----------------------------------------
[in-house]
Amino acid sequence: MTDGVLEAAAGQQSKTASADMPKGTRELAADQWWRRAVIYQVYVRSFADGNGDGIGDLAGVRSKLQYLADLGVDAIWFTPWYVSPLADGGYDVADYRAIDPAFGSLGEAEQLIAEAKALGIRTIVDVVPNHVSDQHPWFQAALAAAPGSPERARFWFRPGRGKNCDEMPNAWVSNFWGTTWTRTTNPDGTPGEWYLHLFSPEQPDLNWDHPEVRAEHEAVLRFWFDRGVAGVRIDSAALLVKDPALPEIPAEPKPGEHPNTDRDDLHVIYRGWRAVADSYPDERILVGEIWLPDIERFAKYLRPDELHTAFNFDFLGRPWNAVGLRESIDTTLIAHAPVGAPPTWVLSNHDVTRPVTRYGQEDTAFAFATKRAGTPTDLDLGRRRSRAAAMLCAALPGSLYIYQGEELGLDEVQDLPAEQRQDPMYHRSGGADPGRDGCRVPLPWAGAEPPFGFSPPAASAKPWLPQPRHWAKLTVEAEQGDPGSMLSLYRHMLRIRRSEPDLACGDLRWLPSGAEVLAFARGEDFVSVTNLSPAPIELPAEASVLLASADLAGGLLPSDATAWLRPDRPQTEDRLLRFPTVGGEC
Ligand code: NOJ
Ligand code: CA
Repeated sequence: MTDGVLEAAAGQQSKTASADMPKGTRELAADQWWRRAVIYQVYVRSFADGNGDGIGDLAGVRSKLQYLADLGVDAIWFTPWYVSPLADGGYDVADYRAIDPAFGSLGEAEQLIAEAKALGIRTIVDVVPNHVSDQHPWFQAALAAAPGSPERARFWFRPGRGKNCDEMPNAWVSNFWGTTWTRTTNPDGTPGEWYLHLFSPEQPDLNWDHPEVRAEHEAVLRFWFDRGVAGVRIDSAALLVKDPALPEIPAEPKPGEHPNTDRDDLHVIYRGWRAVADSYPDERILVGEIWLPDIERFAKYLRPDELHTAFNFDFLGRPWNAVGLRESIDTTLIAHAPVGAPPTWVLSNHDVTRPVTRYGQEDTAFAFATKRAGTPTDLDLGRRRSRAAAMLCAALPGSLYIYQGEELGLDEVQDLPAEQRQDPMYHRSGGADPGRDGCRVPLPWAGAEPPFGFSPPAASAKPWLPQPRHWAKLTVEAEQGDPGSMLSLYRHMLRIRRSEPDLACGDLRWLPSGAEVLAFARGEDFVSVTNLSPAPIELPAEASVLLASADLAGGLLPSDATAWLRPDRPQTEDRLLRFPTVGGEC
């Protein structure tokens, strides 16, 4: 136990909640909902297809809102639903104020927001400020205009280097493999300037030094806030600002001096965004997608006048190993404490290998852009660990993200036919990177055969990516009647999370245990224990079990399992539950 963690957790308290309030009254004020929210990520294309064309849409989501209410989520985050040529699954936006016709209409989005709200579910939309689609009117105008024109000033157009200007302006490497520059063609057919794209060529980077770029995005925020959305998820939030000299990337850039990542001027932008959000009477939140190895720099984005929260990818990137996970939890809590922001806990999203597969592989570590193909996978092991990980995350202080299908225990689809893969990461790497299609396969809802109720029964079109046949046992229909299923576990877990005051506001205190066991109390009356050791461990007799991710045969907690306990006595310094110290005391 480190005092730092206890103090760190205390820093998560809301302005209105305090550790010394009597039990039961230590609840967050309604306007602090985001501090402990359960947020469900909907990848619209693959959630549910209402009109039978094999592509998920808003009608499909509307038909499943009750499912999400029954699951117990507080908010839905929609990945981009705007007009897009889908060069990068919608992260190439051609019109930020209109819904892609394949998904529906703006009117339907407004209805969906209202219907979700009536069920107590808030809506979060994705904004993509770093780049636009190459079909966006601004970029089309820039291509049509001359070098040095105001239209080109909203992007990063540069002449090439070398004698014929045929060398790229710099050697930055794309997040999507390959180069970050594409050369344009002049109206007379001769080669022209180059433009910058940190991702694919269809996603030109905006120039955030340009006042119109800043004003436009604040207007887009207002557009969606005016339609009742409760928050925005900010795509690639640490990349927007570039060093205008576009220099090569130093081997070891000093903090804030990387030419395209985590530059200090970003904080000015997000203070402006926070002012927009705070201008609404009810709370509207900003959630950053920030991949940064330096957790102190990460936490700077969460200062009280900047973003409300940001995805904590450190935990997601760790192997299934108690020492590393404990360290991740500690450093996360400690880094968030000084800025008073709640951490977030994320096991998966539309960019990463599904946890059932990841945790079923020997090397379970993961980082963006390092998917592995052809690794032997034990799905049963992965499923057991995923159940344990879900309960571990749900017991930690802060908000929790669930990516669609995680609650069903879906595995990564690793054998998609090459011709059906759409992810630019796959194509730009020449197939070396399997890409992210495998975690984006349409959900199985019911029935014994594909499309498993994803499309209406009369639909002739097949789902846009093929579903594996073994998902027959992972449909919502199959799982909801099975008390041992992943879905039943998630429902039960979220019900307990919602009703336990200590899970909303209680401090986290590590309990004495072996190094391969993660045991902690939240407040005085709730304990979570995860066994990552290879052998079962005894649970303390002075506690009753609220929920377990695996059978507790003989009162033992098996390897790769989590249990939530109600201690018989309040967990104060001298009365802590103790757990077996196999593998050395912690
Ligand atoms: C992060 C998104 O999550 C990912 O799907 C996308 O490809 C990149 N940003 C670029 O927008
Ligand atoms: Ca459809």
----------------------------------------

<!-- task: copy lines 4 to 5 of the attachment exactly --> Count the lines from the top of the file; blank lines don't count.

Ligand code: CA
Repeated sequence: MTDGVLEAAAGQQSKTASADMPKGTRELAADQWWRRAVIYQVYVRSFADGNGDGIGDLAGVRSKLQYLADLGVDAIWFTPWYVSPLADGGYDVADYRAIDPAFGSLGEAEQLIAEAKALGIRTIVDVVPNHVSDQHPWFQAALAAAPGSPERARFWFRPGRGKNCDEMPNAWVSNFWGTTWTRTTNPDGTPGEWYLHLFSPEQPDLNWDHPEVRAEHEAVLRFWFDRGVAGVRIDSAALLVKDPALPEIPAEPKPGEHPNTDRDDLHVIYRGWRAVADSYPDERILVGEIWLPDIERFAKYLRPDELHTAFNFDFLGRPWNAVGLRESIDTTLIAHAPVGAPPTWVLSNHDVTRPVTRYGQEDTAFAFATKRAGTPTDLDLGRRRSRAAAMLCAALPGSLYIYQGEELGLDEVQDLPAEQRQDPMYHRSGGADPGRDGCRVPLPWAGAEPPFGFSPPAASAKPWLPQPRHWAKLTVEAEQGDPGSMLSLYRHMLRIRRSEPDLACGDLRWLPSGAEVLAFARGEDFVSVTNLSPAPIELPAEASVLLASADLAGGLLPSDATAWLRPDRPQTEDRLLRFPTVGGEC